4. Greenhaff PL: Muscle creatine loading in humans: Procedures and functional metabolic effects. 6th International Conference on Guanidino Compounds in Biology and Medicine. Cincinatti, OH. 2001
  5. Kreider RB, Leutholtz BC & Greenwood M. Creatine. Nutritional Ergogenic Aids. CRC Press LLC: Boca Raton, FL, 2004,  p 81-104
  6. Stout J, Eckerson J, Ebersole K, et al. Effect of creatine loading on neuromuscular fatigue threshold. Journal of Applied Physiology. 2000;88(1):109–112.
  7. Candow DG, Chilbeck PD, Chad KE et al., Effect of ceasing creatine supplementation while maintaining resistance training in older men. J Aging Phys Act, 2004, 12, 219-231.
  8. Buford T, Kreider R, Stout J, et al. International Society of Sports Nutrition position stand: creatine supplementation and exercise. Journal of the International Society of Sports Nutrition. 2007;4(1):6.
  9. Kreider RB, Effects of creatine supplementation on performance and training adaptations. Mol Cell Biochem 2003. 244, 298-307.
  10. Kreider, RB, Creatine in sports. Antonio, J., Kalman, D., Stout, J. R., Greenwood, M., Willoughby, D. S., & Haff, G. G. (2008). Essentials of Sports Nutrition and Supplements. Humana Press.
  11. Domínguez-Rodrigo M, Pickering TR, Diez-Martín F et al., Earliest Porotic Hyperostosis on a 1.5-Million-Year-Old Hominin, Olduvai Gorge, Tanzania. PLoS ONE, 2012; 7.
  12. Neely, Rovetto M, Whitmer J, Morgan H. Effects of ischemia on function and metabolism of the isolated working rat heart. American Journal of Physiology. 1973;225(3):651–658.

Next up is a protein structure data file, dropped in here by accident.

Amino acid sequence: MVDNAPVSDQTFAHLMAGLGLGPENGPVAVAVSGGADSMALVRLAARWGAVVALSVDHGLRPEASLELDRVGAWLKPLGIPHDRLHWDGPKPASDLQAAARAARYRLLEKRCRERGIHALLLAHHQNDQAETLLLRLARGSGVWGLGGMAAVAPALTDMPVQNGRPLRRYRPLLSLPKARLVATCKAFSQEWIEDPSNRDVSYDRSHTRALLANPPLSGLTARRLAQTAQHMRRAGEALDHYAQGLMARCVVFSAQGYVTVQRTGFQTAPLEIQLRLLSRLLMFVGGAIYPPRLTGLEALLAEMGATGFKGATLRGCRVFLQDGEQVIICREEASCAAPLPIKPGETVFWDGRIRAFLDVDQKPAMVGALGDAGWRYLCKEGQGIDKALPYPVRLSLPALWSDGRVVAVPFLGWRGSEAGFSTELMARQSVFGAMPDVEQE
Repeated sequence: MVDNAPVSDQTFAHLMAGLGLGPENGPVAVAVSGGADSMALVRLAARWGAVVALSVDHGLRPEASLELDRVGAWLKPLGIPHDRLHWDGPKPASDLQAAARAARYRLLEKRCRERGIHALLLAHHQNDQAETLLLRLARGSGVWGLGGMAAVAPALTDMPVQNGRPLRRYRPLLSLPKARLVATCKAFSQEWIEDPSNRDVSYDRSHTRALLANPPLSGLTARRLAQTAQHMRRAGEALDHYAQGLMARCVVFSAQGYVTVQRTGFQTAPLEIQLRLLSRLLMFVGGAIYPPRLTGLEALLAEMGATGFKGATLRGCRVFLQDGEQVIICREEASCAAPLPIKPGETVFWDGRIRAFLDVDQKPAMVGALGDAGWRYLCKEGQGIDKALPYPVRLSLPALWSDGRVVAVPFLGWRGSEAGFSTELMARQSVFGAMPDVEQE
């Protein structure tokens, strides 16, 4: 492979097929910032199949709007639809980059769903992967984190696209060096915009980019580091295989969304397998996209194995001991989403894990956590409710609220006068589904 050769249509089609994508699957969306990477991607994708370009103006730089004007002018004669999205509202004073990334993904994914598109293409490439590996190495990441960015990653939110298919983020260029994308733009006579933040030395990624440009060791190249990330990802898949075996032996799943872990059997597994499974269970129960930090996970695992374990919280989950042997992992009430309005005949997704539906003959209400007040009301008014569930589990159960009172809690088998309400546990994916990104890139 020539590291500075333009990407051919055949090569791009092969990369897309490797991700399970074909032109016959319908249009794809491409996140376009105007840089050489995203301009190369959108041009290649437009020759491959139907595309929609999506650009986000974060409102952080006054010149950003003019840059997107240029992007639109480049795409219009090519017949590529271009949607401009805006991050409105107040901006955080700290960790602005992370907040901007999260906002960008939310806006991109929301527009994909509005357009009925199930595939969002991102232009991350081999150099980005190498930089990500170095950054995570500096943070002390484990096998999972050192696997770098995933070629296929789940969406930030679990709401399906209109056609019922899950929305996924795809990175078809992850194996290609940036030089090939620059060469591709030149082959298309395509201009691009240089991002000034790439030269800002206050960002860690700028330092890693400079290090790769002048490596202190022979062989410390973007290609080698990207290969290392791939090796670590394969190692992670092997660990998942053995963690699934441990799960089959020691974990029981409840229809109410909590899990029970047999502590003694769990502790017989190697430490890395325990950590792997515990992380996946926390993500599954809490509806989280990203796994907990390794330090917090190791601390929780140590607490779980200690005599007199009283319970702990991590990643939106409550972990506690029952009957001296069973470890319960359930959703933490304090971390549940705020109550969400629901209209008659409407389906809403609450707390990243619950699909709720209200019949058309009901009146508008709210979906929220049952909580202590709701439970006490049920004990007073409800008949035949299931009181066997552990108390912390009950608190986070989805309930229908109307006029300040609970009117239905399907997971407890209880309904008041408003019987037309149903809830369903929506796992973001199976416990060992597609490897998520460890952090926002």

Brad Dieter, MS, CISSN, CSCS is a Doctoral Student at the University of Idaho, Movement Sciences;

Tis the Season to Avoid Excuses

holiday-eatingAs the holidays approach us it is inevitable to believe that avoiding pumpkin pie and social gatherings is a likely option. Tis the season, as they say, to eat like crap and completely abandon our fitness goals. “I’m too busy,” “I spent too much on the holidays to invest in my health,” and “I’ll wait until the New Years to exercise” have become the go-to hackneyed gestures. Just as quickly as one pulls out the credit card for a Black Friday transaction these same people pull out similar excuses.

Excuses no more!

1) “Paradigm shifting:” Since the holidays are a time of social gluttonistic gatherings, shortened days and indoor recumbent “exercise” (sitting) I encounter my clients always telling me that they don’t have time to exercise. Plain and simple. To combat lethargy and excessive weight gain one should focus on a paradigm switch from “I need to exercise AT LEAST 2-3 times a week” to “I’ll exercise only two, maybe three times a week.” By simply changing the mindset from perceiving winter fitness as meeting a requirement to simply as a privilege the stress induced from missing workouts isn’t as damaging. Also, it gives the exerciser more autonomy in WHEN and HOW their workouts come about. This allows for more freedom of training without feeling so committed to exercising as a means of holiday damage control. I find that clients are more likely to exercise on their own when they don’t feel so obligated.